Do you live alone or with others? How has this changed for you over your life? In my life, who is under the rooftop has been a story of change: people moving in and out during life transitions.
I am not alone. Many people today live in households with adults from different generations (multigenerational). In fact, in 2016 a record 64 million people – 20% of the U.S. population – lived with multiple generations under one roof.
People choose to live with family members for a variety of reasons. For some families, it's a cultural expectation. For others, it's a way to help with:
- raising children,
- caring for aging parents,
- or other ways of providing support.
Of course, for many it's economics; the big costs of housing (rent, mortgage, real estate taxes, etc.) tend to be fixed costs and dividing these costs among more adults lowers the per person cost.
While much is written about the increases recently seen in multigenerational households, it's not a new situation. In 1950, 21% of Americans lived in a multigenerational household. However, between 1940 and 1980, the share of individuals living in multigenerational homes fell from 25% to 12%. More elderly, unmarried women living alone drove much of this change. (I was surprised to learn this!) According to Wiemers et al. (2017), the expansion of Social Security and work-related retirement plans changed the share of elderly women living with their children from 60% to 20%.
However, we are seeing a shift in that trend. According to the Pew Research Center (January 31, 2018), it has become increasingly common for parents to live in their adult children's homes. In 1995, 7% of US households had an older parent living in their adult child's home; by 2017, this percentage increased to 14%.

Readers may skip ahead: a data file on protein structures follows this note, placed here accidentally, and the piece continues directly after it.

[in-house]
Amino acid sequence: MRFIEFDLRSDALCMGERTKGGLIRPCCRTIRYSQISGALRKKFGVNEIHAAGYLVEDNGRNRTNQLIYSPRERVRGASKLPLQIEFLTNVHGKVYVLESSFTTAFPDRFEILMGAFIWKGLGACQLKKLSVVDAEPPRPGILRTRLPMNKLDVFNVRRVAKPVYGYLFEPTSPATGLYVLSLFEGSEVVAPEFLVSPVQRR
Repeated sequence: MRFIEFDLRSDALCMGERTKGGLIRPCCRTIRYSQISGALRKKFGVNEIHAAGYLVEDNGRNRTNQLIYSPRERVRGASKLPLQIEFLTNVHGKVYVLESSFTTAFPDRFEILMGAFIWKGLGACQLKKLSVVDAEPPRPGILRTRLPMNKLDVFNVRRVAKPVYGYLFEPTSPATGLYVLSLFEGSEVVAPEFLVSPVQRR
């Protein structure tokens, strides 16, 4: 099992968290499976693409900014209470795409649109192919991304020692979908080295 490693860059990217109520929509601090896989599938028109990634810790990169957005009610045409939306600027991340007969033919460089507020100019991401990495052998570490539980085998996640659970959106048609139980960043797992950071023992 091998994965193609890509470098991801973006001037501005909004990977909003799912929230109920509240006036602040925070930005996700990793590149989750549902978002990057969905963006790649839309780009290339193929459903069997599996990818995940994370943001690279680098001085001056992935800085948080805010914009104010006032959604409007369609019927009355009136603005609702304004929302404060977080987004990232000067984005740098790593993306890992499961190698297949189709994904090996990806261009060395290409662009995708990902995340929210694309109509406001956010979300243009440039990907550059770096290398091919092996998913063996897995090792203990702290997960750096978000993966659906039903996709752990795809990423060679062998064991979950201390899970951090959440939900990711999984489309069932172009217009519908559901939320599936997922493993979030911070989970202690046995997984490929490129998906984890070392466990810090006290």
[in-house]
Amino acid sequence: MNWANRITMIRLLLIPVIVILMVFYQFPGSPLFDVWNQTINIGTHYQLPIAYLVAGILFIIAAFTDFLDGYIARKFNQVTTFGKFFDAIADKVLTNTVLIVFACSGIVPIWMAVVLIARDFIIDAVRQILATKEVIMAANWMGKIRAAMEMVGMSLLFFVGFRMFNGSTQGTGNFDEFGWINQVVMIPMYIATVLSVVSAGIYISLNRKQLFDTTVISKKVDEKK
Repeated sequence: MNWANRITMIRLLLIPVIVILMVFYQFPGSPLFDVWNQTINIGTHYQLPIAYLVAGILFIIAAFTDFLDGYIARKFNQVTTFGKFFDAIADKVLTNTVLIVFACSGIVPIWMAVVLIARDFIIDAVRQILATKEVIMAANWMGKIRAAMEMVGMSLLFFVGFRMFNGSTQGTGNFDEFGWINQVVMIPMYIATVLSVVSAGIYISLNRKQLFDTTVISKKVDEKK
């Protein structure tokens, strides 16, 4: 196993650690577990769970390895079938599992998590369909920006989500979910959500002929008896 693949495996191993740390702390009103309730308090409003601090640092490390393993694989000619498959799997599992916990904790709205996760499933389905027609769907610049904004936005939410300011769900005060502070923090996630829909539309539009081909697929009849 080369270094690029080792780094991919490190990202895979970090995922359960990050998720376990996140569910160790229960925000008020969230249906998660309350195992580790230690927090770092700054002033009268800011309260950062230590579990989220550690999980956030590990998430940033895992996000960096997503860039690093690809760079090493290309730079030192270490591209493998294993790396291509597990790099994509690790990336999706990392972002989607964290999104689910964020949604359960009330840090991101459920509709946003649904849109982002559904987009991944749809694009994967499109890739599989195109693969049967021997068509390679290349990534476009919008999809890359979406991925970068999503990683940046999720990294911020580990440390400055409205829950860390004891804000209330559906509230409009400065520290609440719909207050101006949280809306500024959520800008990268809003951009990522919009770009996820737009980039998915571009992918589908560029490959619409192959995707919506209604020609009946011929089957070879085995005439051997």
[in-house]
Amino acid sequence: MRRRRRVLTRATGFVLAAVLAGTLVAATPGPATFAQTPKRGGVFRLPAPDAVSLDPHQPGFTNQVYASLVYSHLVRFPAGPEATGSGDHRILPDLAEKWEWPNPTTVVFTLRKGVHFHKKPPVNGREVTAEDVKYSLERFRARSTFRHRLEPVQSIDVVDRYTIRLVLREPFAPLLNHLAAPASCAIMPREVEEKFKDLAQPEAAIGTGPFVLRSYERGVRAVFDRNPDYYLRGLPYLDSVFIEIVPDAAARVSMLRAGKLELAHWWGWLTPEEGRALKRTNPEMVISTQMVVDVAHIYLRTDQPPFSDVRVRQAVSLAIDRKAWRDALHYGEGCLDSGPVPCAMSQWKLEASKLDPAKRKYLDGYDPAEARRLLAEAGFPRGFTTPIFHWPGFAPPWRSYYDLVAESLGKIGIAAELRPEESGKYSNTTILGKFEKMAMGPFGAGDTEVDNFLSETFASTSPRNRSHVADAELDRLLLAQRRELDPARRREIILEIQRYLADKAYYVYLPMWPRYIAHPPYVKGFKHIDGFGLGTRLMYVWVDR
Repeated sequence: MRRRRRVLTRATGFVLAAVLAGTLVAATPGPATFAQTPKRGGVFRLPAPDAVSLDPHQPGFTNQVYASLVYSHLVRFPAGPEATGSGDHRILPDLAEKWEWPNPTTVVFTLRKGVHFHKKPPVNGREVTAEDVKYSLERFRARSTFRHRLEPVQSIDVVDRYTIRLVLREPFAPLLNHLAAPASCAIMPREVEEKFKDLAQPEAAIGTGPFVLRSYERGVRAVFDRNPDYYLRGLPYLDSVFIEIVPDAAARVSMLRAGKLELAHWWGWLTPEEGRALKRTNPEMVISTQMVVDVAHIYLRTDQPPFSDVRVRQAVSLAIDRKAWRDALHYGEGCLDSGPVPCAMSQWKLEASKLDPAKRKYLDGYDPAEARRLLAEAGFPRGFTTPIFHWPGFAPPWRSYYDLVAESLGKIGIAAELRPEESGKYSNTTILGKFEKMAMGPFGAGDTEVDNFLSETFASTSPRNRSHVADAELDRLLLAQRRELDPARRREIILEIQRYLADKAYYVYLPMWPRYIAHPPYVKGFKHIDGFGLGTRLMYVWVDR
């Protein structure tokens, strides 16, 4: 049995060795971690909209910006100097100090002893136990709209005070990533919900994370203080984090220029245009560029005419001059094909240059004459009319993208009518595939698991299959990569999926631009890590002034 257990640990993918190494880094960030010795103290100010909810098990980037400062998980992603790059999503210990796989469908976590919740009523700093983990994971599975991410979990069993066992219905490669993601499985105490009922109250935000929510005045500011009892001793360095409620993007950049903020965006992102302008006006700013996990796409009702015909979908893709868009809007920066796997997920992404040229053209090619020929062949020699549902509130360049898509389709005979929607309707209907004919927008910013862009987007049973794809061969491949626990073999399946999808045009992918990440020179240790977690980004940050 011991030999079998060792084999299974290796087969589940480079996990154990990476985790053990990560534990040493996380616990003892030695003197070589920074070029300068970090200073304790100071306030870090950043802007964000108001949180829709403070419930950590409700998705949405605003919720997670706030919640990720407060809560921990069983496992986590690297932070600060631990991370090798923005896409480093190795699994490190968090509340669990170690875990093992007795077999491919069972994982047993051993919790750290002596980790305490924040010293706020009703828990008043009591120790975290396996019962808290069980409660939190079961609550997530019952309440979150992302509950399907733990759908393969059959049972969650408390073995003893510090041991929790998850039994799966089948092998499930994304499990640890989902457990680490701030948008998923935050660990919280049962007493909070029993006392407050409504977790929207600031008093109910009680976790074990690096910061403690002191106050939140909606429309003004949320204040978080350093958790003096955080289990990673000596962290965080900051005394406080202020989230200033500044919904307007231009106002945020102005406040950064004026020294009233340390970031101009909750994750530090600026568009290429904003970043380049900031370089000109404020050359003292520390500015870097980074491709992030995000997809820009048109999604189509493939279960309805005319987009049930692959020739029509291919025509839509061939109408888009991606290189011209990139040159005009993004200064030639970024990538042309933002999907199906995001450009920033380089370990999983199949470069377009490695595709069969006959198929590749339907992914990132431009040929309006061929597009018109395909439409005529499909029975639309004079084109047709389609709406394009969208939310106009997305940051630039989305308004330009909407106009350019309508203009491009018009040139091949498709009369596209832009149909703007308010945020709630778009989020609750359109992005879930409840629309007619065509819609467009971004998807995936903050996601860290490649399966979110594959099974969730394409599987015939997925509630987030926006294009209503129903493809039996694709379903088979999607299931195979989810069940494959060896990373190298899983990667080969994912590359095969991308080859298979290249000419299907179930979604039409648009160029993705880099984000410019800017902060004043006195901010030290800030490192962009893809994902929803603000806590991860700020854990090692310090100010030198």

While we now have many housing options for older adults such as assisted living and continuing care retirement communities, these are not inexpensive options. Families may find that having older family members live with their adult children to be beneficial both socially and financially.
On the flip side, we also see more young adults in multigenerational homes. In 2014, more 18-34 year olds were living with their parents than in other type of living arrangements (e.g. living alone or with a partner/roommates).
One of the big factors driving this is that young adults are postponing when they marry. In 1960, 62% of young adults were married or cohabiting and living in their own household; in 2014, only 32%.
Income level clearly has an impact too. In 1970, wages for men 18-34 years old peaked, and after that, we began to see the increasing trend of young men living with their parents. For more details see the Pew Research Center Report, "For First Time in Modern Era, Living With Parents Edges Out Other Living Arrangements for 18- to 34-Year-Olds" (May 2016).
When I think back to different living arrangements in my life, I have experienced many scenarios. Some have been very short such as the summer between college and beginning a new job, while others have been longer but still transitional. I can't say what my living arrangements will look like in the future as I age. However, it helps me to know that there is no "norm" and to be reminded that while it can be challenging to live in a multigenerational household, it also has many benefits.